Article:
We have seen that the workman who has charge of the fire contents himself with putting charcoal and ore alternately into the crucibles, and that too according to the aspect of the flames, without making any examination in the interior, in order to judge whether the work is proceeding well. The bloom forms gradually beneath the nozzle of the tuyere, in the center of the bed of sand and charcoal, and is surrounded on every side with an exceedingly pasty mass, formed of silicates of iron and manganese (Fig. 7). It is only at the end of the operation that the workman, by means of a rod, causes the burning coal to drop and verifies the proper position of the bloom by breaking the layer of scoriæ that surrounds it. This coating he breaks off, removes the bloom with a hook, and agglutinates with his rod the different bubbles that it exhibits, and the assistant then carries it to the hammer.


To set up a forge like the one we have described, it is necessary to count upon a first cost of about 10,000 francs. Add to this the cost of 50 hectares of forest to furnish the charcoal that the workmen have to make every day. The cost of this is very variable, and floats between 2,500 and 5,000 francs per 100 hectares. The cost the ore is only that connected with getting it but and hauling it.

Manual Labor.--The charcoal burners receive 1.25 francs per load of 90 kilos, thus bringing the price of the product (including cost price of forest) at 2.4 francs per 100 kilos. The workmen in the furnace are paid at the rate of from 2.50 to 3.75 francs per day. Those that work the hammers receive 3.75 francs, and the assistants 1.25 francs.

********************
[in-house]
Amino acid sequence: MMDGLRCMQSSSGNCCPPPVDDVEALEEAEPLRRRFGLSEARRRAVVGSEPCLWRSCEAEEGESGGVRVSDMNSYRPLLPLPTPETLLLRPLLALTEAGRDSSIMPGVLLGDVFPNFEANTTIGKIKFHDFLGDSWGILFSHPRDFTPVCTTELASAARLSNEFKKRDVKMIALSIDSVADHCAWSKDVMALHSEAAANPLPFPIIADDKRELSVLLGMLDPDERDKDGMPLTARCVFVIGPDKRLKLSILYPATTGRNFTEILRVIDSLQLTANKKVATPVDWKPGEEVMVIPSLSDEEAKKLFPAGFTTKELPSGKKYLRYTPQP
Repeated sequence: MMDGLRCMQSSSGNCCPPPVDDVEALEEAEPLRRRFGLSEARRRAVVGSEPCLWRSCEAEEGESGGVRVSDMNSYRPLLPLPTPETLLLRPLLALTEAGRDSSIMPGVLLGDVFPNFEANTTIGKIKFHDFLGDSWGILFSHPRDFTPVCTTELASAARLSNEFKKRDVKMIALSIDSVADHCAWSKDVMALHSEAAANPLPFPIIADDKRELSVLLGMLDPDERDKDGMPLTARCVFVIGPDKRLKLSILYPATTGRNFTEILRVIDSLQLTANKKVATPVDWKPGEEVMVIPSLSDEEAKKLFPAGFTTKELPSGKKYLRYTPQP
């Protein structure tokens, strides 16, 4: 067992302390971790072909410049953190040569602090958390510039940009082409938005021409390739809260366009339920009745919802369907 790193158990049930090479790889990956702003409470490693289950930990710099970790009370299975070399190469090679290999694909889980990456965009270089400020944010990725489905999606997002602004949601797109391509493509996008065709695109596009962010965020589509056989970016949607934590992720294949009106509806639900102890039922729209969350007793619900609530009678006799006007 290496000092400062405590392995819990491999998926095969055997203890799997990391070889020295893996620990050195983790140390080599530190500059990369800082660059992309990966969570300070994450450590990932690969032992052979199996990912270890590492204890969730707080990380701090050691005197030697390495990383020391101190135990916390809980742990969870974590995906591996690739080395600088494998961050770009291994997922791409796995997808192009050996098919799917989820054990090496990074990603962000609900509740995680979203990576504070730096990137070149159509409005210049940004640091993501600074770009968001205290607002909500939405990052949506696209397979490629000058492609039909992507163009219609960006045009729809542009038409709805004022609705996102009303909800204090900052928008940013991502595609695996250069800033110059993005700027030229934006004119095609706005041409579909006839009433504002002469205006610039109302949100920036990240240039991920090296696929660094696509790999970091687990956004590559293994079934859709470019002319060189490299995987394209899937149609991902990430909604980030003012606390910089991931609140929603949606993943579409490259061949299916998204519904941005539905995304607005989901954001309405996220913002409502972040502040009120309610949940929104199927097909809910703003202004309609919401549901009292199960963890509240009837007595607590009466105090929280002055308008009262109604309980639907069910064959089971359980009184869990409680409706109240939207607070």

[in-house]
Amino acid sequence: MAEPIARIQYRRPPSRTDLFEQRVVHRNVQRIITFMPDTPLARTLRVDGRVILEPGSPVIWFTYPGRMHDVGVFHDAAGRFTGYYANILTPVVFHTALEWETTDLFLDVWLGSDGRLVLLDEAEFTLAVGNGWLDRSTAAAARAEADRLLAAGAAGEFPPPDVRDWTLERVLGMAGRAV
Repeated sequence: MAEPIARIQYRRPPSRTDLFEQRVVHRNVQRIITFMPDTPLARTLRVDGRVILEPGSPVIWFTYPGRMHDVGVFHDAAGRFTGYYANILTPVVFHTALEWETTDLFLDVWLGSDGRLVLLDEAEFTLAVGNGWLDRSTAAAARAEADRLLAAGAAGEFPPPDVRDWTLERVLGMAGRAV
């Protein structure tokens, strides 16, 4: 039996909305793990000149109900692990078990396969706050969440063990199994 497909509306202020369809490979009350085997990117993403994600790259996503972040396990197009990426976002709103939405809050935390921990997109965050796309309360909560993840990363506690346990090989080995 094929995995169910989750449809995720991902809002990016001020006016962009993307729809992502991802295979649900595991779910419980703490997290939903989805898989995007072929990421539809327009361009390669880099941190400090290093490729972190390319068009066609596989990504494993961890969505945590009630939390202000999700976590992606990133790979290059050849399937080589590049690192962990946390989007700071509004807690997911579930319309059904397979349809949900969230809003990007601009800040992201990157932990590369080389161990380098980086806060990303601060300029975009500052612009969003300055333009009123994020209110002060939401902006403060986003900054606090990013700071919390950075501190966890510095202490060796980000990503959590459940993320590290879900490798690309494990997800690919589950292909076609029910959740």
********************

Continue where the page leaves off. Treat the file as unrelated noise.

Carriage of the Forged Iron.--The iron is carried from the forge to the places of consumption on the backs of mules, and the cost of carriage is, on an average, 0.25 franc per 100 kilos and per kilometer.

Selling Price.--The selling price is very variable, and depends principally upon the distance of the place where sold from the different forges that surround it. At Ouro Preto the price varies between 45 and 50 francs per 100 kilos.

The following is a resume of the data which precede:

Cost of first establishment.................. 10,000 fr.
Charcoal per kilogramme......................   2.40
                      { Furnace men.... 2.50 to 3.75
Manual labor per day  { Hammer men............. 3.75
                      { Assistants............. 1.25
Carriage of forged iron per kilometric ton..... 2.50
Selling price per 100 kilos................ 45 to 50

--Le Genie Civil.


We give engravings of the Churchill, a vessel lately built to the order of Mr. Walter Peace, London agent to the Natal Harbor Board, by Messrs. Hall, Russell, and Co., Aberdeen. She was designed by Mr. J.F. Flannery, consulting engineer to the Board, for special service at Natal. The Churchill has been constructed so as to be capable of towing into or out of harbor over the bar in any weather, of acting as a very powerful fire engine, of carrying a large amount of fresh water for the use of other ships, of landing troops from transports which the harbor is too shallow to admit, of recovering lost anchors and cables, of which there are a large number off the coast, and of acting in time of need as a torpedo or coast defense vessel; she was launched on the 16th August, and is likely to fulfill all these requirements.



The principal dimensions of the vessel are: Length between perpendiculars 115 feet, breadth, extreme, 22 feet, depth of hold 11 feet, and maximum draught with full bunkers 7 feet 6 inches. There are four water-tight iron bulkheads forming five compartments; the stern is built very full to protect the propellers. Accommodation is arranged on deck for the captain aft with two spare berths, mate and two engineers amidships, while six white hands will occupy the forward forecastle, and six Kaffirs the after one. For towing purposes she is fitted with one main and two skip hooks secured to the main framing; towing rails are placed aft, while bitts are put on one each quarter, will be seen by referring to the deck plan.